Marginal utility is the additional satisfaction that a consumer derives from consuming an extra unit of a good or service (Epsey 23). Therefore, if two items have the same price, a rational consumer will prioritize the one offering highest utility. Even where the two items have different prices, the consumer will buy the one that will give the highest utility per dollar spent (Bromley 75). However, a consumer will not keep buying more units of that one item always due to the law of diminishing marginal utility. When the marginal utility per dollar for all items becomes even, consumers stop changing proportions of goods consumed as required by the utility maximization rule. Consumption depends on the level of income and the respective price of each good (Reynolds 139).
Every day i visit Dean’s diner for a York Hot Dog (a) and Fries (b). My consumption allocation aims at ensuring that the last cent spent on a hot dog gain equal satisfaction as that spent on fries such that Mua/Pa = Mub/Pb. As a rational consumer, i aim at buying each good as long as the marginal benefit exceeds price and i get maximum utility subject to my budget. If i enjoy the last dollar i spend on fries more; Mub/Pb > Mua/Pa and i will change my eating behavior and buy more Fries and less York Hot Dog. With time, marginal utility of Fries declines, and that of York Hot Dog increases until Mua/Pa=Mub/Pb. On the other hand if the price of York Hot Dog falls or a discount is offered, Mua/Pa > Mub/Pb and i will consume fewer Fries and more of York Hot Dog as it becomes cheaper. Substitution effect occurs as more units of the product with higher marginal utility are consumed than the one offering lower value. An income effect also occurs when price of one commodity falls (Bromley 76).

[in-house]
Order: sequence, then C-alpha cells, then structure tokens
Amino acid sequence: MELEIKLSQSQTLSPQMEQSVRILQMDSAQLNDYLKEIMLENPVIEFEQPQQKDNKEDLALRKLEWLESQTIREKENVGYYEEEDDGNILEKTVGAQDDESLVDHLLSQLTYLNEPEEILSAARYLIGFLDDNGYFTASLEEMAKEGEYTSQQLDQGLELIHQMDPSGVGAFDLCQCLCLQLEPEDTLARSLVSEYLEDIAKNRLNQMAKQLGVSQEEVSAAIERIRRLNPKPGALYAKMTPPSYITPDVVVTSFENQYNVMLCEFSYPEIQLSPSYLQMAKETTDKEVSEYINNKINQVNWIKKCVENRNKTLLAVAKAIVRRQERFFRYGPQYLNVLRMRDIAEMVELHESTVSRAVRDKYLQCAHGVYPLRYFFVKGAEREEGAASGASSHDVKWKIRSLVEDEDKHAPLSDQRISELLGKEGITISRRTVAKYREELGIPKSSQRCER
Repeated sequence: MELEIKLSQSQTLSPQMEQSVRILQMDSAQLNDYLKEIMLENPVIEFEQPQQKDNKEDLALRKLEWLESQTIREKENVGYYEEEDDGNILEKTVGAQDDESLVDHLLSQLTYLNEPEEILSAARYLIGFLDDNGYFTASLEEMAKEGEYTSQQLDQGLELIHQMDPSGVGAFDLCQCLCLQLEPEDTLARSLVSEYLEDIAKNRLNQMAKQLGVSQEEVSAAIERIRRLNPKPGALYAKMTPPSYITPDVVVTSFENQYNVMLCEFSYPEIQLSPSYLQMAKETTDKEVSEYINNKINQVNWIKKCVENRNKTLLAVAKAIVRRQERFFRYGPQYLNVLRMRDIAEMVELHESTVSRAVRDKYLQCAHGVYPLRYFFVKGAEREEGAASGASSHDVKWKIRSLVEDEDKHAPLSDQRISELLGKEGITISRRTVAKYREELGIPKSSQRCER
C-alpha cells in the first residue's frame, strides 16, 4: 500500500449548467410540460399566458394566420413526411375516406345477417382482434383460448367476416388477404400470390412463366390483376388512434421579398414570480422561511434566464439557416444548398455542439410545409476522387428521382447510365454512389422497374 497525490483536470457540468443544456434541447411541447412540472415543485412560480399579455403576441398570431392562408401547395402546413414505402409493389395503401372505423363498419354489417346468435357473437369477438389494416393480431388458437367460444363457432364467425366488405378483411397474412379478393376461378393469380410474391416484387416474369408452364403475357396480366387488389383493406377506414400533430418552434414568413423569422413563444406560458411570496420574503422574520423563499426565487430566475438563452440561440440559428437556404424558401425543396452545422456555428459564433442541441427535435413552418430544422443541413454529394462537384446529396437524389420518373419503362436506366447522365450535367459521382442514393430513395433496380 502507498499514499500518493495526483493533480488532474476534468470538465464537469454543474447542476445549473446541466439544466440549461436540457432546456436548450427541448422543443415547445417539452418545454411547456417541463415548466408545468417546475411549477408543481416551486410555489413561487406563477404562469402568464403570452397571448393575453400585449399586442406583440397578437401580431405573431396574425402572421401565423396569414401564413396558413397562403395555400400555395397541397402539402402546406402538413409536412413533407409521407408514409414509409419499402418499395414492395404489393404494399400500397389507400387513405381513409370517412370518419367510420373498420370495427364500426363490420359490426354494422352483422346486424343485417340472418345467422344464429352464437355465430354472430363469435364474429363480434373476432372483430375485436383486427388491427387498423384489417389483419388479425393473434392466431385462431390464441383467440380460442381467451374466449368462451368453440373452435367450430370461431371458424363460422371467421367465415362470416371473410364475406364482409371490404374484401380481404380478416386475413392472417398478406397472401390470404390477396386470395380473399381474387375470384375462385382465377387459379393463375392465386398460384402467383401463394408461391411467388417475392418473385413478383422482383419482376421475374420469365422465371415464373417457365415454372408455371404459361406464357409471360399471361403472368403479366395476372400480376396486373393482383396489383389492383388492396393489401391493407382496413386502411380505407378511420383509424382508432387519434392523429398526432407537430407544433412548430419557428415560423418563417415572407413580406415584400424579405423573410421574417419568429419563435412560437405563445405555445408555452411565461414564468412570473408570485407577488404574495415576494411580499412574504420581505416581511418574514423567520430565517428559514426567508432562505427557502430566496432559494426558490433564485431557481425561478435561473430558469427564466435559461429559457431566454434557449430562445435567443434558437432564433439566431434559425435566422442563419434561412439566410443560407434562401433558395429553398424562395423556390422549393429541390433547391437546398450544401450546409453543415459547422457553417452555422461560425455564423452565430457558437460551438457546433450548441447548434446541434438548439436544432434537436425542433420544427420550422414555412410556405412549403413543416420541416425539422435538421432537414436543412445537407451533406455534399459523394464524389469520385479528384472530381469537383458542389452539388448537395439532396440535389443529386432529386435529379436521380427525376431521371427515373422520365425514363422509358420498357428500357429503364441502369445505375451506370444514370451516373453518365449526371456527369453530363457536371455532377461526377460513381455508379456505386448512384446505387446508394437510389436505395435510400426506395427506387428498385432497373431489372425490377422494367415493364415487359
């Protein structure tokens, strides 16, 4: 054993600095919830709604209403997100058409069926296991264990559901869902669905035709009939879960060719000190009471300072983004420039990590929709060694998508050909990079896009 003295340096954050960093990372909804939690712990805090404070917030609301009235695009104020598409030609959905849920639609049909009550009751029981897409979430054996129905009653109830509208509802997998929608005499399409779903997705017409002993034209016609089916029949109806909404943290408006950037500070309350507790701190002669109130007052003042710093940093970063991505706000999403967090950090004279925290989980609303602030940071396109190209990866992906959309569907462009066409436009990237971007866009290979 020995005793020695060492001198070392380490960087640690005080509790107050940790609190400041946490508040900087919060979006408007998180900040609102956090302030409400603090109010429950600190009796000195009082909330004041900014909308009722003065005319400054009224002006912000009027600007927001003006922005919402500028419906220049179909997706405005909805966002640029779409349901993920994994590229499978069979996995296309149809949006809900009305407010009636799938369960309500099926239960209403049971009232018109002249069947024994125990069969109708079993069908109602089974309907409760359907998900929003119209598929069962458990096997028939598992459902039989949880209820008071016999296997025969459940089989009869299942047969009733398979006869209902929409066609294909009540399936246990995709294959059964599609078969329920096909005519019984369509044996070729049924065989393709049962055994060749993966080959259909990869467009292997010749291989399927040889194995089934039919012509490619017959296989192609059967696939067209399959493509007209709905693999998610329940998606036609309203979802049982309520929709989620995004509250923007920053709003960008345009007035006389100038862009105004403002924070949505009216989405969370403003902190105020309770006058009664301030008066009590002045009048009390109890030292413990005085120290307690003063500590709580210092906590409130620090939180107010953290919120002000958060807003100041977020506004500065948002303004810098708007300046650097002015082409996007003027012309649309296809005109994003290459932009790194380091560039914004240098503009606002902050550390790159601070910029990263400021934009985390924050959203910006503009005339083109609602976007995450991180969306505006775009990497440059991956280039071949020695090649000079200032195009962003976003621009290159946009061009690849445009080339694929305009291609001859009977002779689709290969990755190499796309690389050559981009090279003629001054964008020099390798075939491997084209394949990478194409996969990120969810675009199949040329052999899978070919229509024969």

Bromley, Ray. Opinions and Outcomes: Basic ideas of Microeconomics, 76-80. Phoenix, 2006. Print.
Espey, Molly. APEC 257 National Resources, the Environment and Economics. 2001. Print.
Reynolds, Larry R. Basics Microeconomics, Boise: Textbook Equity, inc, 2011. Print.